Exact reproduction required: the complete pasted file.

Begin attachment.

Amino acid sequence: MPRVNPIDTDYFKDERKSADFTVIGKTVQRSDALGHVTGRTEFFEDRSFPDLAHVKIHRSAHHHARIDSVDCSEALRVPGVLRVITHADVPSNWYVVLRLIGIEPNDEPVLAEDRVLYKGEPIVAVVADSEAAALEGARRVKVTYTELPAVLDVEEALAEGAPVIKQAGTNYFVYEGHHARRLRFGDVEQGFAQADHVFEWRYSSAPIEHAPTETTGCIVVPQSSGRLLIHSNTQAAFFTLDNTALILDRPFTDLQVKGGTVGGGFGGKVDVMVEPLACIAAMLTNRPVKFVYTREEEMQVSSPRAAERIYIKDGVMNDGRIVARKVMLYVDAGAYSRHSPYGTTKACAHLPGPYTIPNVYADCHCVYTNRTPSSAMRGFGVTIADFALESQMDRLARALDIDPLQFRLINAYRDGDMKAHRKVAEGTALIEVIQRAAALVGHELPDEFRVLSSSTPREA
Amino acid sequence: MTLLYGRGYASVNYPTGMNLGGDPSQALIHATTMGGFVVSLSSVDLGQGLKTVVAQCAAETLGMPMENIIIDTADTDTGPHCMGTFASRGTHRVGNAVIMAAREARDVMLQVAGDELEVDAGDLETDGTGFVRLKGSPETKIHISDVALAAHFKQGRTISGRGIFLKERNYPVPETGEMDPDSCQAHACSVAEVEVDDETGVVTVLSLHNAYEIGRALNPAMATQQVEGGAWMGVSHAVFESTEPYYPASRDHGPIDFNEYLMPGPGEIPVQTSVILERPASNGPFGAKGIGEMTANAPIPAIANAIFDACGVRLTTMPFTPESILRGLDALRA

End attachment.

Amino acid sequence: MPRVNPIDTDYFKDERKSADFTVIGKTVQRSDALGHVTGRTEFFEDRSFPDLAHVKIHRSAHHHARIDSVDCSEALRVPGVLRVITHADVPSNWYVVLRLIGIEPNDEPVLAEDRVLYKGEPIVAVVADSEAAALEGARRVKVTYTELPAVLDVEEALAEGAPVIKQAGTNYFVYEGHHARRLRFGDVEQGFAQADHVFEWRYSSAPIEHAPTETTGCIVVPQSSGRLLIHSNTQAAFFTLDNTALILDRPFTDLQVKGGTVGGGFGGKVDVMVEPLACIAAMLTNRPVKFVYTREEEMQVSSPRAAERIYIKDGVMNDGRIVARKVMLYVDAGAYSRHSPYGTTKACAHLPGPYTIPNVYADCHCVYTNRTPSSAMRGFGVTIADFALESQMDRLARALDIDPLQFRLINAYRDGDMKAHRKVAEGTALIEVIQRAAALVGHELPDEFRVLSSSTPREA
Amino acid sequence: MTLLYGRGYASVNYPTGMNLGGDPSQALIHATTMGGFVVSLSSVDLGQGLKTVVAQCAAETLGMPMENIIIDTADTDTGPHCMGTFASRGTHRVGNAVIMAAREARDVMLQVAGDELEVDAGDLETDGTGFVRLKGSPETKIHISDVALAAHFKQGRTISGRGIFLKERNYPVPETGEMDPDSCQAHACSVAEVEVDDETGVVTVLSLHNAYEIGRALNPAMATQQVEGGAWMGVSHAVFESTEPYYPASRDHGPIDFNEYLMPGPGEIPVQTSVILERPASNGPFGAKGIGEMTANAPIPAIANAIFDACGVRLTTMPFTPESILRGLDALRA